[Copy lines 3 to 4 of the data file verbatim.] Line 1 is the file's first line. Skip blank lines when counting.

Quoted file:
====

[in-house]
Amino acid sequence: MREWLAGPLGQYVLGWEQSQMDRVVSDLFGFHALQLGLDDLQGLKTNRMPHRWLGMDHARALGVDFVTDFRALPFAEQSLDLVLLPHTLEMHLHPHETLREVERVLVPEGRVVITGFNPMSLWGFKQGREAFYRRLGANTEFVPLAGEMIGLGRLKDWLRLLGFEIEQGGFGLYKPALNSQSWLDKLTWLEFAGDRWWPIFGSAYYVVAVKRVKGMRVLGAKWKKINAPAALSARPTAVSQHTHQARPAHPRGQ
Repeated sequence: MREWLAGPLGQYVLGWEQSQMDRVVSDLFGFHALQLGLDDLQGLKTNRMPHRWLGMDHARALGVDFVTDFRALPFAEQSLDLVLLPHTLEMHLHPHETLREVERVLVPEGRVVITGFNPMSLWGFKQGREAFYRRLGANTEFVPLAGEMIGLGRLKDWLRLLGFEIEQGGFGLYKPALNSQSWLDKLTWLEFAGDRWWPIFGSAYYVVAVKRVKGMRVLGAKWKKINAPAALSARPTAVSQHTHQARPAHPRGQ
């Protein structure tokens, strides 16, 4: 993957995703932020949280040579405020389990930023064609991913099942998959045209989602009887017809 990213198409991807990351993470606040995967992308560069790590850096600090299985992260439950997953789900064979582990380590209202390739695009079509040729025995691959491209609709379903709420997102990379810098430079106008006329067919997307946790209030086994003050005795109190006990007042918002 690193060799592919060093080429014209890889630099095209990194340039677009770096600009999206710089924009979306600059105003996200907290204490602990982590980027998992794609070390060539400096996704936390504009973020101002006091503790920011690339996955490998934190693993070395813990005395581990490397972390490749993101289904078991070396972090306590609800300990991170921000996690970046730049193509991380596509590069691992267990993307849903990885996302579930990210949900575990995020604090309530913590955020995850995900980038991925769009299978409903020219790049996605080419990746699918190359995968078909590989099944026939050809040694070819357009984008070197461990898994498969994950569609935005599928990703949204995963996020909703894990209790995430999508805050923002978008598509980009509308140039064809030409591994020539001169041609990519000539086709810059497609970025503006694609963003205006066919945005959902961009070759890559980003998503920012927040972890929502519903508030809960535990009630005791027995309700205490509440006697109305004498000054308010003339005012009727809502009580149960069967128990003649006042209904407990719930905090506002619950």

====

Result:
Repeated sequence: MREWLAGPLGQYVLGWEQSQMDRVVSDLFGFHALQLGLDDLQGLKTNRMPHRWLGMDHARALGVDFVTDFRALPFAEQSLDLVLLPHTLEMHLHPHETLREVERVLVPEGRVVITGFNPMSLWGFKQGREAFYRRLGANTEFVPLAGEMIGLGRLKDWLRLLGFEIEQGGFGLYKPALNSQSWLDKLTWLEFAGDRWWPIFGSAYYVVAVKRVKGMRVLGAKWKKINAPAALSARPTAVSQHTHQARPAHPRGQ
């Protein structure tokens, strides 16, 4: 993957995703932020949280040579405020389990930023064609991913099942998959045209989602009887017809 990213198409991807990351993470606040995967992308560069790590850096600090299985992260439950997953789900064979582990380590209202390739695009079509040729025995691959491209609709379903709420997102990379810098430079106008006329067919997307946790209030086994003050005795109190006990007042918002 690193060799592919060093080429014209890889630099095209990194340039677009770096600009999206710089924009979306600059105003996200907290204490602990982590980027998992794609070390060539400096996704936390504009973020101002006091503790920011690339996955490998934190693993070395813990005395581990490397972390490749993101289904078991070396972090306590609800300990991170921000996690970046730049193509991380596509590069691992267990993307849903990885996302579930990210949900575990995020604090309530913590955020995850995900980038991925769009299978409903020219790049996605080419990746699918190359995968078909590989099944026939050809040694070819357009984008070197461990898994498969994950569609935005599928990703949204995963996020909703894990209790995430999508805050923002978008598509980009509308140039064809030409591994020539001169041609990519000539086709810059497609970025503006694609963003205006066919945005959902961009070759890559980003998503920012927040972890929502519903508030809960535990009630005791027995309700205490509440006697109305004498000054308010003339005012009727809502009580149960069967128990003649006042209904407990719930905090506002619950």